Kath Perry takes us through a whirlwind of “wicked, revengeful and murderous” women in eleven of Shakespeare’s plays, within an hour. No mean feat given that Shakespeare did not often give the female characters in his plays a lot of comic intent.
Producers: Straylight AustraliaVenue: Marian Street Theatre Killara Review Date: Special Preview – Thursday, 17 February, 2011 Kath Perry takes us through a whirlwind of “wicked, revengeful and murderous” women in eleven of Shakespeare’s plays, within an hour. No mean feat given that Shakespeare did not often give the female characters in his plays a lot of comic intent.
Perry, who wrote this saga of “ambition, strength and power” tops and tails it with a talk show setting, interviewing Shakespeare (Alexander Jonas) and suggesting that perhaps his portrayal of women has influenced violence and mayhem in the ‘gentler’ sex. There follows excerpts from many of the better and lesser known plays with Cat Martin and Kath Perry taking the roles of the various women.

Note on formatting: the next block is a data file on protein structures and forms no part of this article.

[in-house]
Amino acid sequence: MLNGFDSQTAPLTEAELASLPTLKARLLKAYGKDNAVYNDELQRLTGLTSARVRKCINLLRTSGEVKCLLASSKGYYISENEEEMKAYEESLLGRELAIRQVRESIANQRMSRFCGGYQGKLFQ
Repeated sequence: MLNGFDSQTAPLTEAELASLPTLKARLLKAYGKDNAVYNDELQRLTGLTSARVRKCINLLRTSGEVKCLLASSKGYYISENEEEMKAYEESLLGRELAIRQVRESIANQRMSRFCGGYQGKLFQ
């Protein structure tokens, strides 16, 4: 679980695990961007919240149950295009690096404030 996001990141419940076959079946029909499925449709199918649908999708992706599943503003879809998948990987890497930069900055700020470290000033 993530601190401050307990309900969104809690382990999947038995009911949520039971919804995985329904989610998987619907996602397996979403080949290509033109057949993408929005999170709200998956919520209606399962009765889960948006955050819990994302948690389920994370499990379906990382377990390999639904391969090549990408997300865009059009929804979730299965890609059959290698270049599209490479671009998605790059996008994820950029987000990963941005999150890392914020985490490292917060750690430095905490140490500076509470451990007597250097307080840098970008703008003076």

Jonas keeps up the narration and linkage of the selections by giving a potted précis of the play and a view on the action of the women. As my companion pointed out, it might have been nice to know a little of this from the women’s viewpoint, rather than the playwrights.
Perry is beautifully strong and controlled throughout the night with her portrayal of Tamora from Titus Andronicus, one of the most powerful in the progression. Cat Martin makes a meaningful and resonant Queen Margaret (Henry V1 and Richard 111) with Jonas opposite as a suitably grubby and evil Richard.
The piece is a wonderful vehicle for the actors involved, although it was difficult at times to build the depth of character and emotion for the scenes involved in just a few moments. Playing so many parts takes a skill of definition to make each part, each Queen, each woman, very different from the others. In some effect the red themed clothing and accessories adopted by the women for changing various parts was effective and Perry excelled in quick switch characterisation.
It would have been nicer to have had more conjoined moments, a little more analysis of the women and their links and motivations. However overall as a piece it worked well and the producers might think of promoting it to schools.
The production directed by Greg de Polnay and Roz Riley was tight, taut and fast with attentions to detail and technicalities that left the audience in safe secure hands.
This play has come from the Edinburgh Festival and now goes to the Adelaide festival for three weeks.